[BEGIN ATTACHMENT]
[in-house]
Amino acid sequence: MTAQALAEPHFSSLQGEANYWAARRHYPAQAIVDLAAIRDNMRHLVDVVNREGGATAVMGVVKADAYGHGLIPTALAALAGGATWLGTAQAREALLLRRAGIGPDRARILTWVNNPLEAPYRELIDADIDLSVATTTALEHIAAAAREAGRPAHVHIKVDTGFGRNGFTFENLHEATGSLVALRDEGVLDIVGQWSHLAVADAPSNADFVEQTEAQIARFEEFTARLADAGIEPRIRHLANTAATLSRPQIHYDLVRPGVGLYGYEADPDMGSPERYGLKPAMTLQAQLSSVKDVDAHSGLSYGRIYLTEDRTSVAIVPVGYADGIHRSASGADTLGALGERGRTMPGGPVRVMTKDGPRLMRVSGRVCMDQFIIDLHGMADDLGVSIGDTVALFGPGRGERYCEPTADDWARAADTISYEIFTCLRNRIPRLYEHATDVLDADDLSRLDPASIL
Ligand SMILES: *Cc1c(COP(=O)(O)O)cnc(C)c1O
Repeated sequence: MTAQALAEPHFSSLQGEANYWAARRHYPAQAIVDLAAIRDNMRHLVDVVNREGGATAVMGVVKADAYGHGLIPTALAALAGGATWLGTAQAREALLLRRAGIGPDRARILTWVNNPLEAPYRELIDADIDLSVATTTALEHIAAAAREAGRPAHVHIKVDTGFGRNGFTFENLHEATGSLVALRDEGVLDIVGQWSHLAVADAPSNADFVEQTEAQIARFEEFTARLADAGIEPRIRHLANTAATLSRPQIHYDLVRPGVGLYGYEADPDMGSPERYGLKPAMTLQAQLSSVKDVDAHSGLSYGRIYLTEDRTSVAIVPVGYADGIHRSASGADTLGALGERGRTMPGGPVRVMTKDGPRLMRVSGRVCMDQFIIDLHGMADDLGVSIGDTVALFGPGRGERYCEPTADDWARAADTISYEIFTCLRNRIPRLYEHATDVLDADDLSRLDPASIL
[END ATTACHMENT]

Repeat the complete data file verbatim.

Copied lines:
[in-house]
Amino acid sequence: MTAQALAEPHFSSLQGEANYWAARRHYPAQAIVDLAAIRDNMRHLVDVVNREGGATAVMGVVKADAYGHGLIPTALAALAGGATWLGTAQAREALLLRRAGIGPDRARILTWVNNPLEAPYRELIDADIDLSVATTTALEHIAAAAREAGRPAHVHIKVDTGFGRNGFTFENLHEATGSLVALRDEGVLDIVGQWSHLAVADAPSNADFVEQTEAQIARFEEFTARLADAGIEPRIRHLANTAATLSRPQIHYDLVRPGVGLYGYEADPDMGSPERYGLKPAMTLQAQLSSVKDVDAHSGLSYGRIYLTEDRTSVAIVPVGYADGIHRSASGADTLGALGERGRTMPGGPVRVMTKDGPRLMRVSGRVCMDQFIIDLHGMADDLGVSIGDTVALFGPGRGERYCEPTADDWARAADTISYEIFTCLRNRIPRLYEHATDVLDADDLSRLDPASIL
Ligand SMILES: *Cc1c(COP(=O)(O)O)cnc(C)c1O
Repeated sequence: MTAQALAEPHFSSLQGEANYWAARRHYPAQAIVDLAAIRDNMRHLVDVVNREGGATAVMGVVKADAYGHGLIPTALAALAGGATWLGTAQAREALLLRRAGIGPDRARILTWVNNPLEAPYRELIDADIDLSVATTTALEHIAAAAREAGRPAHVHIKVDTGFGRNGFTFENLHEATGSLVALRDEGVLDIVGQWSHLAVADAPSNADFVEQTEAQIARFEEFTARLADAGIEPRIRHLANTAATLSRPQIHYDLVRPGVGLYGYEADPDMGSPERYGLKPAMTLQAQLSSVKDVDAHSGLSYGRIYLTEDRTSVAIVPVGYADGIHRSASGADTLGALGERGRTMPGGPVRVMTKDGPRLMRVSGRVCMDQFIIDLHGMADDLGVSIGDTVALFGPGRGERYCEPTADDWARAADTISYEIFTCLRNRIPRLYEHATDVLDADDLSRLDPASIL